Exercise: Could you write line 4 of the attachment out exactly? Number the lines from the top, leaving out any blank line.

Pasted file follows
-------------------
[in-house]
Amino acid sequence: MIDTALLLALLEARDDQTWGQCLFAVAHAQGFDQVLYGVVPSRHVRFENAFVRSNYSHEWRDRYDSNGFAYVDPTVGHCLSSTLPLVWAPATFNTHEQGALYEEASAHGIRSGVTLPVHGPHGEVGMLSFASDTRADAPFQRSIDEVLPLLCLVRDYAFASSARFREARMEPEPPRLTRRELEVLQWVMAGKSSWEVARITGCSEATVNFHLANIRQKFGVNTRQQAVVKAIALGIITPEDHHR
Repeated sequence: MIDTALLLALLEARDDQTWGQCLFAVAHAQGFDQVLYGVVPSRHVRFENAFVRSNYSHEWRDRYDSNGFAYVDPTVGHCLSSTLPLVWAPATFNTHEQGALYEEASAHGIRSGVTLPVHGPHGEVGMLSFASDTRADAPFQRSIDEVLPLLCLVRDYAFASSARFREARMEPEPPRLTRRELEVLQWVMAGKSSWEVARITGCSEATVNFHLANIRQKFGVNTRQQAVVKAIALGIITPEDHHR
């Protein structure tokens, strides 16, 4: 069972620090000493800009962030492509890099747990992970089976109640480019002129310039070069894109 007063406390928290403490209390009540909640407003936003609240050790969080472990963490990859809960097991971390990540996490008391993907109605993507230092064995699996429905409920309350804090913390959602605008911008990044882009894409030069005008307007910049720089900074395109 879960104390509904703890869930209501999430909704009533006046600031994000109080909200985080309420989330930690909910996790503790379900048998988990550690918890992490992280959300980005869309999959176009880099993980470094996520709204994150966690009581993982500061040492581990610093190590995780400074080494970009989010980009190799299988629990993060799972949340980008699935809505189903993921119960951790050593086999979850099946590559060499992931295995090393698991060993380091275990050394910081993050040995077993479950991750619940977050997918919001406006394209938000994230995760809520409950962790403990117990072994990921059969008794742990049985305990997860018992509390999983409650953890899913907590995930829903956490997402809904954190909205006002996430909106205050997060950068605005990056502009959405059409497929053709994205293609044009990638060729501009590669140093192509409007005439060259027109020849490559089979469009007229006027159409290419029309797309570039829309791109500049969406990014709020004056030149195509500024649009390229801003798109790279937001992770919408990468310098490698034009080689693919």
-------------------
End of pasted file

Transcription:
């Protein structure tokens, strides 16, 4: 069972620090000493800009962030492509890099747990992970089976109640480019002129310039070069894109 007063406390928290403490209390009540909640407003936003609240050790969080472990963490990859809960097991971390990540996490008391993907109605993507230092064995699996429905409920309350804090913390959602605008911008990044882009894409030069005008307007910049720089900074395109 879960104390509904703890869930209501999430909704009533006046600031994000109080909200985080309420989330930690909910996790503790379900048998988990550690918890992490992280959300980005869309999959176009880099993980470094996520709204994150966690009581993982500061040492581990610093190590995780400074080494970009989010980009190799299988629990993060799972949340980008699935809505189903993921119960951790050593086999979850099946590559060499992931295995090393698991060993380091275990050394910081993050040995077993479950991750619940977050997918919001406006394209938000994230995760809520409950962790403990117990072994990921059969008794742990049985305990997860018992509390999983409650953890899913907590995930829903956490997402809904954190909205006002996430909106205050997060950068605005990056502009959405059409497929053709994205293609044009990638060729501009590669140093192509409007005439060259027109020849490559089979469009007229006027159409290419029309797309570039829309791109500049969406990014709020004056030149195509500024649009390229801003798109790279937001992770919408990468310098490698034009080689693919």